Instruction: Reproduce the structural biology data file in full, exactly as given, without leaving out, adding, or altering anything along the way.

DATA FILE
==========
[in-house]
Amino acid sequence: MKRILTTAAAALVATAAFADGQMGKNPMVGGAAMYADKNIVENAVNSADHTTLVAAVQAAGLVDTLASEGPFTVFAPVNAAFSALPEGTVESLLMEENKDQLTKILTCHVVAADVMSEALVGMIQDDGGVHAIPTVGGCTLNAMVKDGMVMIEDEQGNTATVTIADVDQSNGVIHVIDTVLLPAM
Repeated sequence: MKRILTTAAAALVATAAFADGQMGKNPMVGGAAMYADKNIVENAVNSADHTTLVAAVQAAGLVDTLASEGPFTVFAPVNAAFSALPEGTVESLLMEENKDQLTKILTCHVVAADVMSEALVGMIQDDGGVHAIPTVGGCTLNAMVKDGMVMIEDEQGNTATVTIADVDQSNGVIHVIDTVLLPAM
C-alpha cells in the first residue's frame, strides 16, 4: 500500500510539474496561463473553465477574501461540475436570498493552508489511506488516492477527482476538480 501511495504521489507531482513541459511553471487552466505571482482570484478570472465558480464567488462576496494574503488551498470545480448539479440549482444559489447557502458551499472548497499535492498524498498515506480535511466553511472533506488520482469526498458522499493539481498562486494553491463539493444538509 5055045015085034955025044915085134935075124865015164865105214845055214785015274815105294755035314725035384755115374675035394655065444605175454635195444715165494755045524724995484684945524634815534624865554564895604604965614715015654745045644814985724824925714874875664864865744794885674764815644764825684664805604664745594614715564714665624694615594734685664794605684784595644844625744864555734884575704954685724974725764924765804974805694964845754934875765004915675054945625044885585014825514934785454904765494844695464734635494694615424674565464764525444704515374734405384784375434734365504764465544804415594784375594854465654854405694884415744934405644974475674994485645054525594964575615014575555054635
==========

[in-house]
Amino acid sequence: MKRILTTAAAALVATAAFADGQMGKNPMVGGAAMYADKNIVENAVNSADHTTLVAAVQAAGLVDTLASEGPFTVFAPVNAAFSALPEGTVESLLMEENKDQLTKILTCHVVAADVMSEALVGMIQDDGGVHAIPTVGGCTLNAMVKDGMVMIEDEQGNTATVTIADVDQSNGVIHVIDTVLLPAM
Repeated sequence: MKRILTTAAAALVATAAFADGQMGKNPMVGGAAMYADKNIVENAVNSADHTTLVAAVQAAGLVDTLASEGPFTVFAPVNAAFSALPEGTVESLLMEENKDQLTKILTCHVVAADVMSEALVGMIQDDGGVHAIPTVGGCTLNAMVKDGMVMIEDEQGNTATVTIADVDQSNGVIHVIDTVLLPAM
C-alpha cells in the first residue's frame, strides 16, 4: 500500500510539474496561463473553465477574501461540475436570498493552508489511506488516492477527482476538480 501511495504521489507531482513541459511553471487552466505571482482570484478570472465558480464567488462576496494574503488551498470545480448539479440549482444559489447557502458551499472548497499535492498524498498515506480535511466553511472533506488520482469526498458522499493539481498562486494553491463539493444538509 5055045015085034955025044915085134935075124865015164865105214845055214785015274815105294755035314725035384755115374675035394655065444605175454635195444715165494755045524724995484684945524634815534624865554564895604604965614715015654745045644814985724824925714874875664864865744794885674764815644764825684664805604664745594614715564714665624694615594734685664794605684784595644844625744864555734884575704954685724974725764924765804974805694964845754934875765004915675054945625044885585014825514934785454904765494844695464734635494694615424674565464764525444704515374734405384784375434734365504764465544804415594784375594854465654854405694884415744934405644974475674994485645054525594964575615014575555054635